Modi’s hopes to expand the economy might come down to single lightbulb

electricity grid

Content from the Brookings Institution India Center is now archived. After seven years of an impactful partnership, as of September 11, 2020, Brookings India is now the Centre for Social and Economic Progress, an independent public policy institution based in India.

Read the full Washington Post article here.
This article also came out in The Age (Melbourne, Australia) and NDTV.

A Washington Post article quotes Brookings India scholar Rahul Tongia on how the world’s hunger for cheap electricity is complicating efforts to combat climate change.

Of the world’s 1.3 billion people who live without access to power, a quarter — about 300 million — live in rural India in states such as Bihar. Nighttime satellite images of the sprawling subcontinent show the story: Vast swaths of the country still lie in darkness.

India, the third-largest emitter of greenhouses gases after China and the United States, has taken steps to address climate change in advance of the global talks in Paris this year — pledging a steep increase in renewable energy by 2030.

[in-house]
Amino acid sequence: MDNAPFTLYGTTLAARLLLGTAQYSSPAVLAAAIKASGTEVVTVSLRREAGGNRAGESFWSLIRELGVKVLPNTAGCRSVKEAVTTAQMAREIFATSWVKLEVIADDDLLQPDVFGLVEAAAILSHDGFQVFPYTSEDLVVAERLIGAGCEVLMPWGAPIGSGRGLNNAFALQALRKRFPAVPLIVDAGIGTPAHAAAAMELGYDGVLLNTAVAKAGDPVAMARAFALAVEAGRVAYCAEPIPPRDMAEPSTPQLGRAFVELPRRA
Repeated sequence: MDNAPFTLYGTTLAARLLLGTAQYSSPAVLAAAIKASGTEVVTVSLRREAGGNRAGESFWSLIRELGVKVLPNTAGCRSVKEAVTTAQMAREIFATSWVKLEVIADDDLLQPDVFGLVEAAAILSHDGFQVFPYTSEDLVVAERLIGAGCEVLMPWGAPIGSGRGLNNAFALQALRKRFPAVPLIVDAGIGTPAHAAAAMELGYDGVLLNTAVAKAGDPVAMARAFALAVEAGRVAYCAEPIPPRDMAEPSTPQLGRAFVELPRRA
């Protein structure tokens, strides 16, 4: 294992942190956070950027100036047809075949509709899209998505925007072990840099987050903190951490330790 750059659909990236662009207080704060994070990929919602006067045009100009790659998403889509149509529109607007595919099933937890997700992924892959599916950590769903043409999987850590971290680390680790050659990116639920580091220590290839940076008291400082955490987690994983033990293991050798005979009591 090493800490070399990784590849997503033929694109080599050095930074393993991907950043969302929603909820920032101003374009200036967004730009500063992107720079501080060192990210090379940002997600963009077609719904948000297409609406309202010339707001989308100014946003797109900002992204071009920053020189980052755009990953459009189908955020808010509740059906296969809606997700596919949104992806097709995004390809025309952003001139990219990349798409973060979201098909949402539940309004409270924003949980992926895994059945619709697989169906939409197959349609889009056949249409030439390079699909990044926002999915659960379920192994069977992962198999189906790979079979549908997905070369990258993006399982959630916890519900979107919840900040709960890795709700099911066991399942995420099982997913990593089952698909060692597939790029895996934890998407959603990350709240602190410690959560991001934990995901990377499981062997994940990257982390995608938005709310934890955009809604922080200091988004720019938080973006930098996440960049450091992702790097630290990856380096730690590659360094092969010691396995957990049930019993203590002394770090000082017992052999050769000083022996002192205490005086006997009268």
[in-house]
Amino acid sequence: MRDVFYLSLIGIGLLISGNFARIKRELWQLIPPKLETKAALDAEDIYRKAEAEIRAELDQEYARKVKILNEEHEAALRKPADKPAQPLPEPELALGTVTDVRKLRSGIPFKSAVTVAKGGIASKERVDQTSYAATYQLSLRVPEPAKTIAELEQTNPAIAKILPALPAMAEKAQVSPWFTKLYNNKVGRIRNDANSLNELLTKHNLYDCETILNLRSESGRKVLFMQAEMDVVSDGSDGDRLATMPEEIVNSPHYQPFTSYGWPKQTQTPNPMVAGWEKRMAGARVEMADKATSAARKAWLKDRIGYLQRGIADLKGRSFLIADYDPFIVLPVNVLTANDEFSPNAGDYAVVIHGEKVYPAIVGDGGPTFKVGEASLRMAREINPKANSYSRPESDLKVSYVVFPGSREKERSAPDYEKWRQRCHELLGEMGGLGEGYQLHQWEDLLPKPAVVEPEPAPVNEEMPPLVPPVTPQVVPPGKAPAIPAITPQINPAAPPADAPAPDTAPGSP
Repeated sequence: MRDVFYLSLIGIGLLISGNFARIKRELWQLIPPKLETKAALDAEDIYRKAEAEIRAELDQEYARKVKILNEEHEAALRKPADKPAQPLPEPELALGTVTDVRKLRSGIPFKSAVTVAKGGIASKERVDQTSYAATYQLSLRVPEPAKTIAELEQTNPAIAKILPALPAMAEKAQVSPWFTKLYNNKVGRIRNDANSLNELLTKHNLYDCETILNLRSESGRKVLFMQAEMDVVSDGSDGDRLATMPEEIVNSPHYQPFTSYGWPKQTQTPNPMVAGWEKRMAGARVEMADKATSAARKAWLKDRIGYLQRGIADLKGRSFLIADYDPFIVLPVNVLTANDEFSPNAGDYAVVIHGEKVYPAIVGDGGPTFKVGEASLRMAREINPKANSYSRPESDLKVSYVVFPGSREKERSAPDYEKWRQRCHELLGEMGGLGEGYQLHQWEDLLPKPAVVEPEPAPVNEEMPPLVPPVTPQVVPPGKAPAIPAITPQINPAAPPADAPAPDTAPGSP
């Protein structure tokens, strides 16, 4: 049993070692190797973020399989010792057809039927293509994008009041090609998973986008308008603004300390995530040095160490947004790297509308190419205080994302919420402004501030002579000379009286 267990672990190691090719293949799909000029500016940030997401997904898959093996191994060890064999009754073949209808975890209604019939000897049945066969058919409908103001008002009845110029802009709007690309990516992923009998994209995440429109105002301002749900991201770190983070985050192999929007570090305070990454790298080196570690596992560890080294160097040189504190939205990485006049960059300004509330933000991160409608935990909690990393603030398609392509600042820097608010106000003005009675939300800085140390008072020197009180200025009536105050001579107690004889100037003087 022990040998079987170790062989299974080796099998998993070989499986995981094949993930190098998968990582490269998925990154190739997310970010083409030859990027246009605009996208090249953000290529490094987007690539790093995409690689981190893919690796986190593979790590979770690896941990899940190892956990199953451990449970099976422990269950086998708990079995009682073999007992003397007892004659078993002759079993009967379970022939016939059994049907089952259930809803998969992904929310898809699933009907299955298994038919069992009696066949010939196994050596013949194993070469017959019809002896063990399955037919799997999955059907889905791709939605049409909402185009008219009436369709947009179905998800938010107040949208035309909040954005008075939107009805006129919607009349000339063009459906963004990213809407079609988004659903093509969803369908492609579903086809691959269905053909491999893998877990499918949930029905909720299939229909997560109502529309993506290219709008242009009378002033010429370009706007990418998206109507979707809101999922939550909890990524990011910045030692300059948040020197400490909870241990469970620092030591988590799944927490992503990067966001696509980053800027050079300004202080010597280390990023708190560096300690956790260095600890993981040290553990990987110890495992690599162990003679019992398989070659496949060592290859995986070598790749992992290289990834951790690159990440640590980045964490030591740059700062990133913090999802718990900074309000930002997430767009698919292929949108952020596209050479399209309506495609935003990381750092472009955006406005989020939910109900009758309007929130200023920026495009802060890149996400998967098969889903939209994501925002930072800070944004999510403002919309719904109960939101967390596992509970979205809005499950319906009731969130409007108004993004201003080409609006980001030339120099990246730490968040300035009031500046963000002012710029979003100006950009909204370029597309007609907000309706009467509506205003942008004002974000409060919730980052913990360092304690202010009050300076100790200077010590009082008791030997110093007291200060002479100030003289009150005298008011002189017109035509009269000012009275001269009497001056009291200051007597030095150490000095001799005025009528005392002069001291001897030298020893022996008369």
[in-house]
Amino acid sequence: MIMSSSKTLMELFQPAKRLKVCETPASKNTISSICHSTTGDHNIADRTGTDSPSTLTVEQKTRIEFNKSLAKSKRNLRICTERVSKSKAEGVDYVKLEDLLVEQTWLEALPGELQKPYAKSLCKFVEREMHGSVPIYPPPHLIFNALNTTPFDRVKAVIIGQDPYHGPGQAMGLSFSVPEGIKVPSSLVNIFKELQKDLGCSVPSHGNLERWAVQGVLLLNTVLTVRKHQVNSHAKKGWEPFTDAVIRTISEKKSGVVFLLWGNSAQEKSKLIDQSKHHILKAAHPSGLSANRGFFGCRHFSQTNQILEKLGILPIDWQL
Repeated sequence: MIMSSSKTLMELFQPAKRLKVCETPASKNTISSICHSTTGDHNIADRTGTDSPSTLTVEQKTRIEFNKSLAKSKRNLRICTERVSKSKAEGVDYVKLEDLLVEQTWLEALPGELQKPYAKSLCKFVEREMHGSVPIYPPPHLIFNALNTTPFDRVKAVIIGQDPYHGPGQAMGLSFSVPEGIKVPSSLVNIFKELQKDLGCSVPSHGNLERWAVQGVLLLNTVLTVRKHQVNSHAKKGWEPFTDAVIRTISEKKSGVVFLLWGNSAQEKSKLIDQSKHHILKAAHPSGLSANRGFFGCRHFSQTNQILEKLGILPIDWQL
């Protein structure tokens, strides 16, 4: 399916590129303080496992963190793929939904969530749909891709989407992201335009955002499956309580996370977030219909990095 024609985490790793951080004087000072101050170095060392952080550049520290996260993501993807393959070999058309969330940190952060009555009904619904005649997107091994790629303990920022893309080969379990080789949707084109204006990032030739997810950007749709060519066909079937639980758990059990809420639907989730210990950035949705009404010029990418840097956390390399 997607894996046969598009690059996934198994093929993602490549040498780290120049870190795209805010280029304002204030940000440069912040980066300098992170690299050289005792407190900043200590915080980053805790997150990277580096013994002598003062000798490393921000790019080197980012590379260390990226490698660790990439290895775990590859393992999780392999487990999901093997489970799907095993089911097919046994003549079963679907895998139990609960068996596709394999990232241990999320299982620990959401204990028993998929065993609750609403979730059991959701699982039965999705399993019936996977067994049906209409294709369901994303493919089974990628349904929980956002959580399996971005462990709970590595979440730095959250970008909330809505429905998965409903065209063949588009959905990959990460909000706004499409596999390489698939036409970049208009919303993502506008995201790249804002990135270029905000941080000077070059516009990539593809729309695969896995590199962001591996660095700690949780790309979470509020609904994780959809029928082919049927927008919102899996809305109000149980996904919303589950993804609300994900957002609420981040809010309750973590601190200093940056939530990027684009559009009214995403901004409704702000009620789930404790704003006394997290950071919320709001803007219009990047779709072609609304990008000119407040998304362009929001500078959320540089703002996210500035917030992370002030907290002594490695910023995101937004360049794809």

But India’s leaders say that the huge challenge of extending electric service to its citizens means a hard reality — that the country must continue to increase its fossil fuel consumption, at least in the near term, on a path that could mean a threefold increase in greenhouse-gas emissions by 2030, according to some estimates.

Estimates show that India’s power woes cost the economy anywhere from 1 to 3 percent of gross domestic product — an impediment to Modi’s hopes to expand the economy and make the country more hospitable to manufacturing, according to Dr Tongia.’

Download Dr Tongia’s book on Making Renewable Power Sustainable in India.
Read Dr Tongia’s Discussion Note: Examining challenges of access and electrification in India.